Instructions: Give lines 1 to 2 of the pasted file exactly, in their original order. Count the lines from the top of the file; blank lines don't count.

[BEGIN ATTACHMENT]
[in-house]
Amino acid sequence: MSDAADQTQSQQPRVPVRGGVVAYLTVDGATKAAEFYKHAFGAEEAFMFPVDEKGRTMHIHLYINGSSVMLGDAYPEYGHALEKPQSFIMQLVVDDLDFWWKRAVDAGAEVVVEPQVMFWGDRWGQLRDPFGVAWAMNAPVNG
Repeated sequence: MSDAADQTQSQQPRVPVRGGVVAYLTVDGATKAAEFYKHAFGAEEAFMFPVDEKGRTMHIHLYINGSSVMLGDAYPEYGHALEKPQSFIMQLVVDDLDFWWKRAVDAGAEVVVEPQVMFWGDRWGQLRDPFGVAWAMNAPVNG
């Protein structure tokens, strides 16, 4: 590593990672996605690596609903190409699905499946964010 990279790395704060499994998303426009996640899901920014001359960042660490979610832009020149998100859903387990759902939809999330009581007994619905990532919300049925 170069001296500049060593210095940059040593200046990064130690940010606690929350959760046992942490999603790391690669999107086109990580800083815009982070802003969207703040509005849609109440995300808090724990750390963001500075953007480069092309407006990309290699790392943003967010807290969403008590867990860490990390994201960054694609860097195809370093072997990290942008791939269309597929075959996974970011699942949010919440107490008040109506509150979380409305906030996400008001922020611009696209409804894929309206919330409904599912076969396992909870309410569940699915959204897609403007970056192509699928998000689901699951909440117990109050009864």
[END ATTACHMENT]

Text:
[in-house]
Amino acid sequence: MSDAADQTQSQQPRVPVRGGVVAYLTVDGATKAAEFYKHAFGAEEAFMFPVDEKGRTMHIHLYINGSSVMLGDAYPEYGHALEKPQSFIMQLVVDDLDFWWKRAVDAGAEVVVEPQVMFWGDRWGQLRDPFGVAWAMNAPVNG